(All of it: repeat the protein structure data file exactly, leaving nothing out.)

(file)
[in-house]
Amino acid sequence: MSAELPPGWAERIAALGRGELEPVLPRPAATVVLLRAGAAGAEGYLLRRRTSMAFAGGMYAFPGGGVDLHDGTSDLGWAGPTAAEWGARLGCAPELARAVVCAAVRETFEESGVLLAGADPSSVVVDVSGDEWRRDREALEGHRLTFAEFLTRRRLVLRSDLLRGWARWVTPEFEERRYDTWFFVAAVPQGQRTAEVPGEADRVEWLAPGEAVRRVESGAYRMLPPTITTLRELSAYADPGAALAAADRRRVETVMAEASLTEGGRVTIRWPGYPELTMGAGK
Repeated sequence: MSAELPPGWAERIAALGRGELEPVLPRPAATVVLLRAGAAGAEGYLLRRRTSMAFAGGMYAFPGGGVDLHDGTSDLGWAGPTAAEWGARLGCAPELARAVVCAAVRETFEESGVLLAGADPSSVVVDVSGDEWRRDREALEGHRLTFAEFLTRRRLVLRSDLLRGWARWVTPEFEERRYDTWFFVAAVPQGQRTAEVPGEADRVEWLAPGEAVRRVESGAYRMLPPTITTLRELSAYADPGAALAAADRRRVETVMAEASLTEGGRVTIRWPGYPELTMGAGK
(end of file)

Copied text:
[in-house]
Amino acid sequence: MSAELPPGWAERIAALGRGELEPVLPRPAATVVLLRAGAAGAEGYLLRRRTSMAFAGGMYAFPGGGVDLHDGTSDLGWAGPTAAEWGARLGCAPELARAVVCAAVRETFEESGVLLAGADPSSVVVDVSGDEWRRDREALEGHRLTFAEFLTRRRLVLRSDLLRGWARWVTPEFEERRYDTWFFVAAVPQGQRTAEVPGEADRVEWLAPGEAVRRVESGAYRMLPPTITTLRELSAYADPGAALAAADRRRVETVMAEASLTEGGRVTIRWPGYPELTMGAGK
Repeated sequence: MSAELPPGWAERIAALGRGELEPVLPRPAATVVLLRAGAAGAEGYLLRRRTSMAFAGGMYAFPGGGVDLHDGTSDLGWAGPTAAEWGARLGCAPELARAVVCAAVRETFEESGVLLAGADPSSVVVDVSGDEWRRDREALEGHRLTFAEFLTRRRLVLRSDLLRGWARWVTPEFEERRYDTWFFVAAVPQGQRTAEVPGEADRVEWLAPGEAVRRVESGAYRMLPPTITTLRELSAYADPGAALAAADRRRVETVMAEASLTEGGRVTIRWPGYPELTMGAGK